If you’re planning to buy a home, you may have your eye on a bank-owned property. As such, you can often get a great deal on a bank-owned home. But, you might have to jump through hoops when buying such a property.
All the same, if you want to take the plunge, click here for bank owned homes in Orlando. Before we get into the details of acquiring a bank-owned home, let’s discuss what it truly means.
Real-estate Owned Property
A bank-owned property- sometimes called a real-estate owned (REO) property- is a property that a lender repossesses after the owner fails to make mortgage payments. When this happens, the bank will try to sell the property to recoup its losses.
You can find bank-owned properties across the U.S. However, an REO property is usually sold as-is, meaning you will be responsible for making any necessary repairs or improvements as a buyer.
With this in mind, you should consider whether you’re willing and able to take on such a project before making an offer on a bank-owned property. Meanwhile, here are the steps you can follow to acquire an REO home.
1. Search for Available REO Properties
The first step in buying an REO property is finding one for sale. While some banks may list their properties on their website, others will use a real estate agent to sell the home. You can search for available REO properties in your area by:
- Contacting a local real estate agent
- Searching for REO homes on a real estate website
- Contacting the bank directly
2. Get Pre-Approved for a Mortgage
Once you’ve found an REO property you’re interested in, get pre-approved for a mortgage. This will give you a better idea of how much you can afford to spend on a property.
While at it, note that you may need a larger down payment when buying an REO property than you would for a traditional home. Banks typically want to recoup as much of their losses as possible. As a result, they may require a down payment of 20% or more.
3. Rope in a Buyer’s Agent
While you’re not required to have a buyer’s agent when buying an REO property, working with one can be helpful. A buyer’s agent is a real estate professional representing your best interests. To this end, they can help you negotiate the purchase price and hopefully keep you from acquiring a lemon.
4. Make an Offer on the Property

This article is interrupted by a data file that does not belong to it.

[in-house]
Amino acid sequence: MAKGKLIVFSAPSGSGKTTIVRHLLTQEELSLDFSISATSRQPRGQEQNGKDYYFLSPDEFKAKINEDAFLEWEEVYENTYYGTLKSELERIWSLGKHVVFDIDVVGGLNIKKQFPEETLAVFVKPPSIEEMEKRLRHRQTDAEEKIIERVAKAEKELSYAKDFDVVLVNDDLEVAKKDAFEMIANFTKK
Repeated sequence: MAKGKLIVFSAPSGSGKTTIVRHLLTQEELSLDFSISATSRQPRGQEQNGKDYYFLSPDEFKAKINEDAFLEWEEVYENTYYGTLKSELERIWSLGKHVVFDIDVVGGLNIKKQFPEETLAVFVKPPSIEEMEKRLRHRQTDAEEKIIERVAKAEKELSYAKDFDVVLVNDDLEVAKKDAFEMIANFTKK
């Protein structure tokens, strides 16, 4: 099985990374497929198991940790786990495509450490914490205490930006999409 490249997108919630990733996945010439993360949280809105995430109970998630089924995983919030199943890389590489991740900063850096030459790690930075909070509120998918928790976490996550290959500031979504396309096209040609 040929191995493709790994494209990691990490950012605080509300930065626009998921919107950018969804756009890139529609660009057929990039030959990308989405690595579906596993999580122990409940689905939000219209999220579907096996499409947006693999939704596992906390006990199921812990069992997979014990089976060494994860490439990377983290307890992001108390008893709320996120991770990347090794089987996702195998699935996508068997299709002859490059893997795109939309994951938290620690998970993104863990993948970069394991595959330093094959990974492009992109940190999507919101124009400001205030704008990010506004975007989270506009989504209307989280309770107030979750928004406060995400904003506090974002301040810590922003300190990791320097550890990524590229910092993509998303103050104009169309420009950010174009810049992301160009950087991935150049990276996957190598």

Once pre-approved for a mortgage, you can make an offer on the property. Be sure to include a home inspection contingency in your contract. This will allow you to back out of the deal if the home is in bad condition.
The bank may counter your offer. And you can accept the counteroffer or make a new offer if this happens. Be careful not to lowball the bank, as doing so may result in your offer being rejected outright. That could mean losing out on an otherwise good deal.
5. Get a Home Inspection
Before buying any property, it’s important to have it inspected by a professional. This is especially true for bank-owned properties, which may have been neglected for some time. A thorough inspection can help identify potential problems, such as structural or damage from pests.
It can also give you a better idea of the property’s true value. In some cases, you may be able to negotiate a lower price if the inspection reveals significant problems. Plus, even if the property is in good condition, an inspection can still help identify any potential issues that could arise in the future. Be sure to factor in the cost of repairs when negotiating the purchase price.
You may also want to consider getting a property appraisal. This will give you an estimate of the property’s value. You’ll need this information when applying for a mortgage.
6. Do A Title Search
When buying a property, it’s always advisable to do your due diligence by researching it thoroughly. A title search will help ensure the property is free of liens or outstanding mortgages.
It is also a good idea to review the property’s history to see if there have been any foreclosures or bankruptcies. By taking the time to do a thorough title search, you can help protect yourself from potential problems down the road.
7. Finalize the Sale
Once you’ve negotiated the purchase price and obtained financing, you’re ready to finalize the sale. During closing, you’ll sign all the necessary paperwork and pay any remaining fees associated with the purchase of the property. Once everything is finalized, you’ll be the new owner of the bank-owned home!
Buying an REO property can be a great way to get a good deal on a home. But, do your homework and be prepared before you start the process. And by following these tips, you can help ensure the purchase goes smoothly and that you end up with a property that meets your expectations.